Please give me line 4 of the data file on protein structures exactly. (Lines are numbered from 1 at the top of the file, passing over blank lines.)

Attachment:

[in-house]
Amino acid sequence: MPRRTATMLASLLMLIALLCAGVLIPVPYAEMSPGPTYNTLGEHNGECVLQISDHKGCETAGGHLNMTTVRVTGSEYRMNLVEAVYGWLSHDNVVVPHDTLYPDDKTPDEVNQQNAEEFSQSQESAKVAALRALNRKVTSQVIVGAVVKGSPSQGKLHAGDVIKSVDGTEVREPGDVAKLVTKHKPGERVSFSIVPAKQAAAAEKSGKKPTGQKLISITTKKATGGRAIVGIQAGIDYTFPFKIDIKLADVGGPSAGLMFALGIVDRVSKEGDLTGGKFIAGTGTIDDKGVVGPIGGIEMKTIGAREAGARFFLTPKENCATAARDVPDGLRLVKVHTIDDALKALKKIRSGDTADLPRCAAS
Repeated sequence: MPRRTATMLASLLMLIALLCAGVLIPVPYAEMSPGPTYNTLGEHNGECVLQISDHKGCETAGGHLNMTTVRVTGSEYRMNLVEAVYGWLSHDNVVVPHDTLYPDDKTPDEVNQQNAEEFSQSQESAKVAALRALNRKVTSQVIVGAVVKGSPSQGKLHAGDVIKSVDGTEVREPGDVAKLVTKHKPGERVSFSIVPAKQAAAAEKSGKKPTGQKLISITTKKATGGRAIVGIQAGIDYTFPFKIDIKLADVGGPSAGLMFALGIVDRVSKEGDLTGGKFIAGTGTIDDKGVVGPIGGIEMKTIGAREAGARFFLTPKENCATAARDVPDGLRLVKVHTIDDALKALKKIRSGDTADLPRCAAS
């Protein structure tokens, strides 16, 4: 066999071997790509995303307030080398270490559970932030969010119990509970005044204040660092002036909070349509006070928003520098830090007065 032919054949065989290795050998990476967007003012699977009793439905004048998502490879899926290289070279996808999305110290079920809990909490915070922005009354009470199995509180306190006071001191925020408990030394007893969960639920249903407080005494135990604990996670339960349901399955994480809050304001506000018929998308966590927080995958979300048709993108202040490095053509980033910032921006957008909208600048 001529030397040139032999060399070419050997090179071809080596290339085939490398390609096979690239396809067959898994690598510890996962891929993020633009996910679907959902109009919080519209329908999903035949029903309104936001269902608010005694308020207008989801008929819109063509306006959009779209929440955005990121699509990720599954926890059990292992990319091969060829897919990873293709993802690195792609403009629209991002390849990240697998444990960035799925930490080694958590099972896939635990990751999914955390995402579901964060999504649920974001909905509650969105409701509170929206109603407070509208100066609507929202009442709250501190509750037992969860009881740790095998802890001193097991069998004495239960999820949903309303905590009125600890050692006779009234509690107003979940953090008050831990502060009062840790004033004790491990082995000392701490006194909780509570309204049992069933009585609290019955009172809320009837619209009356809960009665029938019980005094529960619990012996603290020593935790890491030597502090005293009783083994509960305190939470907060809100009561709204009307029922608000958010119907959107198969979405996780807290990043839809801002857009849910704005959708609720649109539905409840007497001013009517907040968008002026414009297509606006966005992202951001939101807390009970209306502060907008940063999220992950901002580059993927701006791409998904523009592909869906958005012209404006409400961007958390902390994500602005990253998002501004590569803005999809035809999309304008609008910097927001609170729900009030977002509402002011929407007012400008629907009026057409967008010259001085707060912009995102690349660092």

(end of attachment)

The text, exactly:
């Protein structure tokens, strides 16, 4: 066999071997790509995303307030080398270490559970932030969010119990509970005044204040660092002036909070349509006070928003520098830090007065 032919054949065989290795050998990476967007003012699977009793439905004048998502490879899926290289070279996808999305110290079920809990909490915070922005009354009470199995509180306190006071001191925020408990030394007893969960639920249903407080005494135990604990996670339960349901399955994480809050304001506000018929998308966590927080995958979300048709993108202040490095053509980033910032921006957008909208600048 001529030397040139032999060399070419050997090179071809080596290339085939490398390609096979690239396809067959898994690598510890996962891929993020633009996910679907959902109009919080519209329908999903035949029903309104936001269902608010005694308020207008989801008929819109063509306006959009779209929440955005990121699509990720599954926890059990292992990319091969060829897919990873293709993802690195792609403009629209991002390849990240697998444990960035799925930490080694958590099972896939635990990751999914955390995402579901964060999504649920974001909905509650969105409701509170929206109603407070509208100066609507929202009442709250501190509750037992969860009881740790095998802890001193097991069998004495239960999820949903309303905590009125600890050692006779009234509690107003979940953090008050831990502060009062840790004033004790491990082995000392701490006194909780509570309204049992069933009585609290019955009172809320009837619209009356809960009665029938019980005094529960619990012996603290020593935790890491030597502090005293009783083994509960305190939470907060809100009561709204009307029922608000958010119907959107198969979405996780807290990043839809801002857009849910704005959708609720649109539905409840007497001013009517907040968008002026414009297509606006966005992202951001939101807390009970209306502060907008940063999220992950901002580059993927701006791409998904523009592909869906958005012209404006409400961007958390902390994500602005990253998002501004590569803005999809035809999309304008609008910097927001609170729900009030977002509402002011929407007012400008629907009026057409967008010259001085707060912009995102690349660092």